In a long-distance phone call on Tuesday, I was reminded by a far-away friend that not everyone has 14 inches of fresh snow on the ground. In Portland, Oregon, the cherry blossoms are out. Although they’re likely still in for a few more months of rain, places like the Northwest in addition to other more mild regions are ready for the commencement of the growing game. More and more, it’s not just for farmers, gardeners and hippies.
If you’ve never been able to keep a houseplant alive, don’t despair. Fresh-grown food is not beyond your reach. Anyone, anywhere can grow food. There was a time in my life when I couldn’t keep an ivy plant alive (between long times away with no one to water it and the constant attention from my feline housemates). Now? I grow food for a living.
Even if you have never tried to grow food before. Even if you have tried and failed miserably. Even if you have a really good excuse why you couldn’t possibly. Try it. Try it again. Growing our own food, in any capacity, is empowering.
Some excuses and some ideas:
I don’t have a yard.
There’s always herbs. There’s nothing quite like fresh herbs to give a little extra fresh flavor to your favorite dish. Plant seeds yourself or get starts to put in small pots on your windowsill. Make a habit of checking to see if they need water at the same time everyday (like when you do the dishes or brush your teeth).
Depending on what kind of setup you have, you could grow a number of things on your patio, deck or porch. Tomatoes do great in their own pots. The new-ish trend of planting them in a pot upside down is a great use of space, so even if you don’t have a porch, you could hang a basket outside of your window. Here‘s a link to a DIY tomato planter that uses the rest of the soil for herbs.
I travel a lot; I’m never home for more than a couple weeks at a time.
Try microgreens. These nutrient-dense darlings grab up to 20 bucks a pound at fancy farmer’s markets, but they’re easy to grow and are ready to harvest in a little over a week. You can grow any salad green, mustard, even some herbs. The seeds don’t have to be labeled “microgreens”. Use a very thin layer of soil on a flat tray. Seed thickly and dust with a bit more soil. Make sure when you water, you are using a gentle force.
Also, on the other side of the spectrum, try planting something more long-term outdoors that doesn’t need much attention, like a rosemary plant , raspberries, rhubarb or asparagus. These may take a few seasons to come around, but once you have them you’ll have a pleasant array of fresh foods for years to come.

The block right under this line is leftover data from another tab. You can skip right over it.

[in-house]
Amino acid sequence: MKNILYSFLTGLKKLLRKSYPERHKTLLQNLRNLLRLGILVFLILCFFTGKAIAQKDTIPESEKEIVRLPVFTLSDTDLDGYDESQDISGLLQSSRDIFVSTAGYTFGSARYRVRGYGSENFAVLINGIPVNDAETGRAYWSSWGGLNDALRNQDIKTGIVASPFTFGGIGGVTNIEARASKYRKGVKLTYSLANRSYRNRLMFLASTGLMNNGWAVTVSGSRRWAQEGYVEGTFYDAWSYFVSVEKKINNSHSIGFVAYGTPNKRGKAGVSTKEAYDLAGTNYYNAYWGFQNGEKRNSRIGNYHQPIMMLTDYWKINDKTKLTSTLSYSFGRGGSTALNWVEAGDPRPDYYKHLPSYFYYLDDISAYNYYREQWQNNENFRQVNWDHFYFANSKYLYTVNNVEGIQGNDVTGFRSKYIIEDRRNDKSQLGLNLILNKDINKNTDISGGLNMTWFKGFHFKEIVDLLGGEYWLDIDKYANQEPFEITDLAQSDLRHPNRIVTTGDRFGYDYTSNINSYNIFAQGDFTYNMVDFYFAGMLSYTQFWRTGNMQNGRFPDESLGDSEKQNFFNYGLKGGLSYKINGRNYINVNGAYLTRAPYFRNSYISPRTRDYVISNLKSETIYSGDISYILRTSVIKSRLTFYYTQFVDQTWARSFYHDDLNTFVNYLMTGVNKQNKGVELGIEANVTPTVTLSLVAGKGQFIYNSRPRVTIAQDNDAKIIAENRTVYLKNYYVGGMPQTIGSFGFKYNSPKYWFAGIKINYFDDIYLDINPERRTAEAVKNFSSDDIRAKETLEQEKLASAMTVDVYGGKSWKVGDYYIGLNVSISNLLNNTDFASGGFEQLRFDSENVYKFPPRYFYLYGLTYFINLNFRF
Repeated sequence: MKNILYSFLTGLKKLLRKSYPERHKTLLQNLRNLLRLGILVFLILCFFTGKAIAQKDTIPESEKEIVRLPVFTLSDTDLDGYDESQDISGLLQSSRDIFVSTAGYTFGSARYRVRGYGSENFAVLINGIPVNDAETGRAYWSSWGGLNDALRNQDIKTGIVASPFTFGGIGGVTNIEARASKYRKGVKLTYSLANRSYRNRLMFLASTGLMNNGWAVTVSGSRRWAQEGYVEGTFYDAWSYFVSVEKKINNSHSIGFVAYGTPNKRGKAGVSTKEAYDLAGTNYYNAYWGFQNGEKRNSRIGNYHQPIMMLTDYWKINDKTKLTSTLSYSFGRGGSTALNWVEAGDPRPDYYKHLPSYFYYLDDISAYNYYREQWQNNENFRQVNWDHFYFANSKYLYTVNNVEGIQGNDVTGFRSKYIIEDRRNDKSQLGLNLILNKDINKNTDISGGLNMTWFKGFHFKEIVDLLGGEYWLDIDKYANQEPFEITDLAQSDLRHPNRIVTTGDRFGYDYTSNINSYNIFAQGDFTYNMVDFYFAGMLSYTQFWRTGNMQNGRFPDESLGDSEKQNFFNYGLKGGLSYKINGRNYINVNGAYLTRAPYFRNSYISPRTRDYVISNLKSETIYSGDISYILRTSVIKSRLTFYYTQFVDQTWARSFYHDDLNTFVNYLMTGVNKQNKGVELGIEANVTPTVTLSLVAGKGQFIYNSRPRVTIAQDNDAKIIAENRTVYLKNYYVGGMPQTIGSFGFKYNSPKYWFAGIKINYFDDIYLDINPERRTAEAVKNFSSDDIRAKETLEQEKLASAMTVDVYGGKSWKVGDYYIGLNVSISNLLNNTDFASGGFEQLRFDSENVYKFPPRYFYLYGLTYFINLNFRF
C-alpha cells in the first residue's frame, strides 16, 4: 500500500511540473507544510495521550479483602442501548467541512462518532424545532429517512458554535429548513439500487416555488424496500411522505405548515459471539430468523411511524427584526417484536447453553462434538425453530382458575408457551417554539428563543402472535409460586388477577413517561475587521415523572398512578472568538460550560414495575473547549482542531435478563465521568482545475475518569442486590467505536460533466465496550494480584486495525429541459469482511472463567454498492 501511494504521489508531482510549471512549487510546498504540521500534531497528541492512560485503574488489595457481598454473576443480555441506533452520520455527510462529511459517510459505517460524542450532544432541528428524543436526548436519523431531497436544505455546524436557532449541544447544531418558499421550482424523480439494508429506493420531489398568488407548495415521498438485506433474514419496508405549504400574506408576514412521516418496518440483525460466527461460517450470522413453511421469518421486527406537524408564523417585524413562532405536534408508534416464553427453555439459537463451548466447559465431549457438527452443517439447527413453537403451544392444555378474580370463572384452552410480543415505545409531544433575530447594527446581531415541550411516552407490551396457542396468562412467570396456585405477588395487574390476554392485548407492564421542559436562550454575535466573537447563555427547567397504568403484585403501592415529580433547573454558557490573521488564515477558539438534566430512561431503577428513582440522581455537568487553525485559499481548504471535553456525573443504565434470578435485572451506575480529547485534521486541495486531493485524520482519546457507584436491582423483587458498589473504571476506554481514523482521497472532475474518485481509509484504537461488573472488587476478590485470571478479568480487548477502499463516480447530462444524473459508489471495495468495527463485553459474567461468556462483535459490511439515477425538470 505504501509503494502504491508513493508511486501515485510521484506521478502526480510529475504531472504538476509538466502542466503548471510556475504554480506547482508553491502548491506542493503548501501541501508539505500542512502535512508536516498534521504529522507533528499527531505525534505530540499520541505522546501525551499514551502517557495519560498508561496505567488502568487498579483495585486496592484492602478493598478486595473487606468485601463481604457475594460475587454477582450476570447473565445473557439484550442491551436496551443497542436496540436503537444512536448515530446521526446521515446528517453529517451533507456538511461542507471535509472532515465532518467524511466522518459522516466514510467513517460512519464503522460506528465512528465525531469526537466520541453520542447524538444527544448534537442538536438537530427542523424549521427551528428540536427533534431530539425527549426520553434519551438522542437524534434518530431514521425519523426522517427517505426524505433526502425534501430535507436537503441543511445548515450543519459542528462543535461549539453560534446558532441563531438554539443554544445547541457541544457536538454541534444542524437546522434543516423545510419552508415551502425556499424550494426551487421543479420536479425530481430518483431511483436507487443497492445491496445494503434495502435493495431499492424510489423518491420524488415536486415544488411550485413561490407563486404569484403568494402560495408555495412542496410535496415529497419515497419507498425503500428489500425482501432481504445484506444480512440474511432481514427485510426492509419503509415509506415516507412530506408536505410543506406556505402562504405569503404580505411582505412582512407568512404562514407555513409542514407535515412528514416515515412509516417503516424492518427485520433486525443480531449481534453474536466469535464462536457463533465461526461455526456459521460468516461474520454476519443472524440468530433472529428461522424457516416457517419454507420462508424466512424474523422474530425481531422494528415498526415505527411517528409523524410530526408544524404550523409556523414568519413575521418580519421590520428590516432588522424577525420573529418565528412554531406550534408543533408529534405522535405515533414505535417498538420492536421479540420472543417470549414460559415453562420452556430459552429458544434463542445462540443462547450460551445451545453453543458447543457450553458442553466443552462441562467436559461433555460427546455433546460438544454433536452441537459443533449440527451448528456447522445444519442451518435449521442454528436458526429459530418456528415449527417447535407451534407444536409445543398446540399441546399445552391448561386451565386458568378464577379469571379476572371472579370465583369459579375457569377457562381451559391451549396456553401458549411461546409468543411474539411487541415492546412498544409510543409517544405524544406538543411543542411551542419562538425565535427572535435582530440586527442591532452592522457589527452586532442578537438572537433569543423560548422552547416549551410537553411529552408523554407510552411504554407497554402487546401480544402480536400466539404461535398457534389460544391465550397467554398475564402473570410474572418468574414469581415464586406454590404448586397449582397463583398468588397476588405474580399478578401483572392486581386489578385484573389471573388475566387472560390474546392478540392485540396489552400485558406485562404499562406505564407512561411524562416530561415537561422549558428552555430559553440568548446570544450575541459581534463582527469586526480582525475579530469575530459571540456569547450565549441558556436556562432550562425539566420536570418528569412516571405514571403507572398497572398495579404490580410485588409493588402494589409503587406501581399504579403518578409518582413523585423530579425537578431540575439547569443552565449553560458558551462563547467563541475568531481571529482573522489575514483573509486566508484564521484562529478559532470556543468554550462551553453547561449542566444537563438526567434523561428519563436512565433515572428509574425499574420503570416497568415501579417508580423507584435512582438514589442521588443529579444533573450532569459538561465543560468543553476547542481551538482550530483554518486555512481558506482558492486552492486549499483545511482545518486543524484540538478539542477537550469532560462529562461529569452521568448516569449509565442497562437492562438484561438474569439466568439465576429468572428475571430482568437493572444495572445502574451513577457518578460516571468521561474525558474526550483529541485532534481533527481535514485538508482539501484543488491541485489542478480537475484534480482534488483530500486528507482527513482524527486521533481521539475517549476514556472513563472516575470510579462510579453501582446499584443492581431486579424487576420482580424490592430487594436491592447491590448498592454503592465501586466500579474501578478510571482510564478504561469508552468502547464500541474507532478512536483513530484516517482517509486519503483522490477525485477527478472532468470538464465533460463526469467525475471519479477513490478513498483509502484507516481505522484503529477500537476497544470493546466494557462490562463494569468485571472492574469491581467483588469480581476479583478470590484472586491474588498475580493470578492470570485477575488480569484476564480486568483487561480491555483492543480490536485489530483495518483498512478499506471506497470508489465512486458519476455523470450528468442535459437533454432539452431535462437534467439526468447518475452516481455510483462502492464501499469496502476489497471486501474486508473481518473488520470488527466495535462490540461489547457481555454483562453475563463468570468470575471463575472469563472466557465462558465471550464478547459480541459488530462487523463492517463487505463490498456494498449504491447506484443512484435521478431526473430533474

Or, share the load. Find some other folks with similar situations, and work out a rotation for watering, planting, weeding (and eating!)
Nothing grows where I live.
You may have to invest in a little soil-enhancing nutrients (or make your own compost), but (a lot of) something(s) will grow where you live.
If you’re feeling adventurous, try cactus. Nopales are known to be beneficial to the diabetic, and packed with antioxidants, including vitamins A and C. Opuntia, the most popular edible cactus is native to every state except New Hampshire, Maine, Hawaii and (my fair) Vermont. Cactus is used in a variety of recipes (in burritos, as fries, salsas, omelettes, etc.) Cactus can be grown easily indoors or outdoors.
I live in the basement.
Try mushrooms. You can inoculate almost any sterile medium. There are even affordable mushroom growing kits that do that for you, just spritz and wait.
I can’t afford to buy seeds.
If you receive supplemental nutrition benefits (food stamps), you can use your EBT card to but seeds. You’ll probably end up saving money in the end, and learn a lot in the process.
Often commercial farms have extra seed from years past. After a few years, the germination rate decreases, so they’re not worth planting for a commercial operation. For the home gardener, there’s a bit more flexibility. Try asking a local farmer if they have any old seed they’d be willing to let go of. You may have to go to the farm to pick them up, but who doesn’t like a farm tour?
I want to grow food, but don’t have enough space.
There is so much room in the world. In urban areas, try looking into a plot at a community garden, or create raised beds on flat rooftops. Follow the permaculture tenet to grow up. Look to layer plants that need less light under taller plants that use less space close to the ground.
Ask a neighbor if you can grow a garden in their yard in exchange for a share of the produce. See if any local restaurants might be interested in having someone grow some of their food on some local land; local is in these days, maybe the owner would lease a small plot.
Use your imagination. Where you see an abandoned parking lot, think about how you could transform even a small corner of it into a food-rich garden.
Growing food has transformed the way I look at what I eat; it also has given me a new outlook on my world. Plus, it tastes good. In the words of Guy Clark, there’s only two things that money can’t buy: